Topol, who by his own account, knew “about 50 words of English” then, had learned the songs phonetically from the Broadway cast album. He further impressed the producers with his ability to age 25 years simply through the rigorous control of his carriage.
“At 29, I knew I had to restrain some muscles to make sure I didn’t suddenly jump in a way that destroyed the image of an elderly man,” he told The Boston Globe in 2009, in the midst of a multicity United States tour of the show. “I walked slower, made sure I wasn’t too erect when I danced. It was quite a job. Now, as I pass the age of 55 by 20 years, I feel totally free to jump and dance as much as I feel like.”
Topol opened in London in February 1967 to glowing notices. By then he had jettisoned his first name: The English, he discovered, were flummoxed by the guttural consonant of “Chaim” and pronounced his name “Shame” as often as not.
In June, with Israel fighting the Six-Day War, he left the production to return home, where he entertained the troops. (He would make a similar decision in 1991, with the outbreak of the Persian Gulf war, leaving the Broadway revival to be with his family in Tel Aviv.)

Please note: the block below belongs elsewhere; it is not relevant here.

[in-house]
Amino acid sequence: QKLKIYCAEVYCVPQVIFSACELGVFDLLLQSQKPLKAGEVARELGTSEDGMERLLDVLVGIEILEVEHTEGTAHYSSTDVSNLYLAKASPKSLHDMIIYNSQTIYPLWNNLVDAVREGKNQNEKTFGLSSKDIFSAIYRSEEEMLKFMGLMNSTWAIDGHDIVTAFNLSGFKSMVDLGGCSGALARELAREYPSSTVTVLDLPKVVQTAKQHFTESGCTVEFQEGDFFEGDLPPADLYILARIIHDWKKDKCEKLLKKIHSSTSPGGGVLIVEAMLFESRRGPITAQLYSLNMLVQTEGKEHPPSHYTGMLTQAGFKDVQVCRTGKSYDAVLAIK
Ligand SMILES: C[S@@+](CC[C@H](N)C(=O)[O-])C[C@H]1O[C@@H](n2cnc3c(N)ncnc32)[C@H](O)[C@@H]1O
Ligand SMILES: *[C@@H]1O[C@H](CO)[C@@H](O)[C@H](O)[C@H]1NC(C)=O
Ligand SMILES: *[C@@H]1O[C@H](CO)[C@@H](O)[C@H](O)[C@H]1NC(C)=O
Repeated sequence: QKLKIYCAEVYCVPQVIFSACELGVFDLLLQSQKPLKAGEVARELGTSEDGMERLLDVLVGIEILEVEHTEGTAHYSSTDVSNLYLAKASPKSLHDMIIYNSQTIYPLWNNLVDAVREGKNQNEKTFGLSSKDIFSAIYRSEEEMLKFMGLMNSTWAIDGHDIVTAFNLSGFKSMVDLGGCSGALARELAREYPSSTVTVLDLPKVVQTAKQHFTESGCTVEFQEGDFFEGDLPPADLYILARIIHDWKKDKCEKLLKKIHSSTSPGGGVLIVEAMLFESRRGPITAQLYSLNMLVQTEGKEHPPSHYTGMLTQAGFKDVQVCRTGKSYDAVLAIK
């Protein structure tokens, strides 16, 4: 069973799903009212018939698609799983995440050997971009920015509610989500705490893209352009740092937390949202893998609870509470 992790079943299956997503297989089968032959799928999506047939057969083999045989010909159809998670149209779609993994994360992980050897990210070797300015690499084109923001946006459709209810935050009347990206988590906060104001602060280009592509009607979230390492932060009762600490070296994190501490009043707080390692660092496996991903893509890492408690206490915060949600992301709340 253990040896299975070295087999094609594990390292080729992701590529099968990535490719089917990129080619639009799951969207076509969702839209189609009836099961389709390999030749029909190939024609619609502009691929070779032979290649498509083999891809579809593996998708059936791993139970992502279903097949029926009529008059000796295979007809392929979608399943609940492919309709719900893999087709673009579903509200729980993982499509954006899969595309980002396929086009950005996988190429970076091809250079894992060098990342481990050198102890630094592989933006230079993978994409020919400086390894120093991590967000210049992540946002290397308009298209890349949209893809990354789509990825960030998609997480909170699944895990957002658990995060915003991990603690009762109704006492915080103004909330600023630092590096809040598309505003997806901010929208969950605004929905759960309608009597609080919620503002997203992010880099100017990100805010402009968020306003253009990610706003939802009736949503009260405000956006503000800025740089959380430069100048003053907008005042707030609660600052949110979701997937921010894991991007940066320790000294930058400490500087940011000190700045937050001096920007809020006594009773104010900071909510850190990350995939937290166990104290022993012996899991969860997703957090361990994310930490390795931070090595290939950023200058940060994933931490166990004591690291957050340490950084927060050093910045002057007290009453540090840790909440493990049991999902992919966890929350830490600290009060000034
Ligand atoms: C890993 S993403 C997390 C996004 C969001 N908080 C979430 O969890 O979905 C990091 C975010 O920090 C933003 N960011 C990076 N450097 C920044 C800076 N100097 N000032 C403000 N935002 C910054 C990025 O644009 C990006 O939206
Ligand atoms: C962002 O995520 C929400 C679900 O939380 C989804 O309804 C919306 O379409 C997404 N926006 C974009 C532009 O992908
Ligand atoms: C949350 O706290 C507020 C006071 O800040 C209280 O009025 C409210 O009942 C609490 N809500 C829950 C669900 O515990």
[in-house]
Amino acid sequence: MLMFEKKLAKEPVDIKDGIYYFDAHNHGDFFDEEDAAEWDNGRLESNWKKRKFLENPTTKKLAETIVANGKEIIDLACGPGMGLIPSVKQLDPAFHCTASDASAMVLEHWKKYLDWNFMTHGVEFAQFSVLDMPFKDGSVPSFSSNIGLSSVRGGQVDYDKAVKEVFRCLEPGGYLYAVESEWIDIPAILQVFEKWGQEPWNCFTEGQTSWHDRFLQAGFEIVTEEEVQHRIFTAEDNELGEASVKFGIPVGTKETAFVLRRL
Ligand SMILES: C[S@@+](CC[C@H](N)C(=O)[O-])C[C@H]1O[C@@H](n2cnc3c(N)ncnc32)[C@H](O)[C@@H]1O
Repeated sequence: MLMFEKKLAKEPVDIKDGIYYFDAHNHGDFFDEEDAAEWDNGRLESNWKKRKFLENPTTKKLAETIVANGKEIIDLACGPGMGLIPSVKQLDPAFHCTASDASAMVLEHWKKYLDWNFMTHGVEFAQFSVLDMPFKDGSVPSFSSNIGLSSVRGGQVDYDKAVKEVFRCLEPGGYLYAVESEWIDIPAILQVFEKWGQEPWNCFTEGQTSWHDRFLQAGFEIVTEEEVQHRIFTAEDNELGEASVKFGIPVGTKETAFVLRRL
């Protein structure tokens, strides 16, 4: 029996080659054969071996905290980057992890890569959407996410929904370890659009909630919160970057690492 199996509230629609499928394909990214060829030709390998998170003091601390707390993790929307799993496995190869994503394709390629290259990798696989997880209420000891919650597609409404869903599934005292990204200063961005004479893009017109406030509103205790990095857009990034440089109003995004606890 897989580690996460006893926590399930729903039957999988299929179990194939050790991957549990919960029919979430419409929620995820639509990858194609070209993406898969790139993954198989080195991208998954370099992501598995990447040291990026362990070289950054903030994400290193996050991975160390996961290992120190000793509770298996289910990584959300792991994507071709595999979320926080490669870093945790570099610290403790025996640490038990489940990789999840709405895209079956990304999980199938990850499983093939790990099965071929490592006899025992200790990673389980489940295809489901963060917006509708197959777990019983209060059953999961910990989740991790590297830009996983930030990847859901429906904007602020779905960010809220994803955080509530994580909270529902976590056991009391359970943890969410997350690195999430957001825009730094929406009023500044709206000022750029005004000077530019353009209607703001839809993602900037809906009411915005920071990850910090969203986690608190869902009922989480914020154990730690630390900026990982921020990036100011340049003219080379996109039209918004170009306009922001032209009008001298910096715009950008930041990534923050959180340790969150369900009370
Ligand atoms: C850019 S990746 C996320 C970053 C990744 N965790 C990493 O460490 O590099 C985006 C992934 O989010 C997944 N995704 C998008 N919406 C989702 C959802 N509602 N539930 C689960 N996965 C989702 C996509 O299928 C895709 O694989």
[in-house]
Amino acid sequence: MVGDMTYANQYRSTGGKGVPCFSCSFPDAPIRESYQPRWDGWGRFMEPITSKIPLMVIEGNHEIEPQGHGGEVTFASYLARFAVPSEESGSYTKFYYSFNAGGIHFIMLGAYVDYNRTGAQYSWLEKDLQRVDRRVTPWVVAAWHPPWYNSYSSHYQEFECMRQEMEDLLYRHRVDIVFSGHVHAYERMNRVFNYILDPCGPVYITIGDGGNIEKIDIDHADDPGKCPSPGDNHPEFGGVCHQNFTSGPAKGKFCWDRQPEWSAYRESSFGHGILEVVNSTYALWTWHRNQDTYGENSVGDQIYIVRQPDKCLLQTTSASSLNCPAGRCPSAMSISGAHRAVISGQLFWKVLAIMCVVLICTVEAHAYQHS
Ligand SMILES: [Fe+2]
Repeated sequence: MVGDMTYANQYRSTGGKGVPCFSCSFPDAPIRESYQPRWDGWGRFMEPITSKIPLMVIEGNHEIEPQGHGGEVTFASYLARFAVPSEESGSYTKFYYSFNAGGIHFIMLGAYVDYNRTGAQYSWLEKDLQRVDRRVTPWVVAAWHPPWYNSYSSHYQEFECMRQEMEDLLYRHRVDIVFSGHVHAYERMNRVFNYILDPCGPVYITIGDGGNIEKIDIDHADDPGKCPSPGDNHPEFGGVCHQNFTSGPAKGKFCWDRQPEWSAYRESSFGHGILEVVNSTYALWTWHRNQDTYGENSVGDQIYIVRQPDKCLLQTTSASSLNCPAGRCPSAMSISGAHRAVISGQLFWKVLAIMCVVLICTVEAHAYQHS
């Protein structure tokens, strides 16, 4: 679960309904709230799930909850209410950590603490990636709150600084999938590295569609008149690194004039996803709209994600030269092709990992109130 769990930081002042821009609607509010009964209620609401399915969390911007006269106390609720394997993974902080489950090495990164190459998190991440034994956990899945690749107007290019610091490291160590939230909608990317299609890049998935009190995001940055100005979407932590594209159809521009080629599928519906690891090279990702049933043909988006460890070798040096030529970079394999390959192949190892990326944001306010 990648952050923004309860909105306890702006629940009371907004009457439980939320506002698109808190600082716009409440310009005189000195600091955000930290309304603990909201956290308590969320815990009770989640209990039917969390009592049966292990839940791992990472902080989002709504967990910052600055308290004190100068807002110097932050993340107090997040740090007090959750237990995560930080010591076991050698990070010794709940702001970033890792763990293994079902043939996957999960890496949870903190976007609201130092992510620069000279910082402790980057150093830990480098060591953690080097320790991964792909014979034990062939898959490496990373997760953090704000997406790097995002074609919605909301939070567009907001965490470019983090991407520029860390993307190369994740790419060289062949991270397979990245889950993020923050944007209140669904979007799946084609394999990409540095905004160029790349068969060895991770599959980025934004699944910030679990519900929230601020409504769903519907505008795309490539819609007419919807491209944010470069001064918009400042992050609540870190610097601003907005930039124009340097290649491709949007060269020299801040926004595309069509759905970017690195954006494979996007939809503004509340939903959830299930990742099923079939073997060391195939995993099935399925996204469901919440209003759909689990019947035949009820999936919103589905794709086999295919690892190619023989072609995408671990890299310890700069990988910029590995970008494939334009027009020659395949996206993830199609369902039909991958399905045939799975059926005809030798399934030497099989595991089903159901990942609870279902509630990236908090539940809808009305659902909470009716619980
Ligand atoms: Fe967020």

After seeing the London “Fiddler,” Mr. Jewison made the unexpected decision to cast Topol, still a relative unknown in the United States, in the motion picture.
“I wanted a third-generation European actor for the role, a third-generation man who understood the background,” Mr. Jewison told The Globe in 1971. “I did not want a Second Avenue version of Tevye” — a barely veiled swipe at Mr. Mostel and his unstoppable shtick.
Topol, who underwent two hours of age makeup every day of the shoot — Mr. Jewison did his bit, contributing white hairs from his beard to be glued over his star’s dark eyebrows — made, in the view of many critics, a most persuasive Tevye.
Reviewing the film in The New Yorker, Pauline Kael wrote of him:
“He’s a rough presence, masculine, with burly, raw strength, but also sensual and warm. He’s a poor man but he’s not a little man, he’s a big man brought low — a man of Old Testament size brought down by the circumstances of oppression.”
Topol was the author of two books, the memoir “Topol by Topol” (1981) and “Topol’s Treasury of Jewish Humor, Wit, and Wisdom” (1994).
His laurels included the Israel Prize, the country’s highest cultural honor, which he received in 2015. The recognition came both for his acting and his charitable work, notably helping to found Jordan River Village, a holiday camp in Israel for seriously ill children from all ethnic and religious backgrounds. Modeled on Paul Newman’s Hole in the Wall Gang Camp in Connecticut, it opened in 2011.
Year in and year out, Topol found the role he knew best to be a source of continuing illumination.
“I did ‘Fiddler’ a long time thinking that this was a story about the Jewish people,” he said in a 2009 interview. “But now I’ve been performing all over the world. And the fantastic thing is wherever I’ve been — India, Japan, England, Greece, Egypt — people come up to me after the show and say, ‘This is our story as well.’”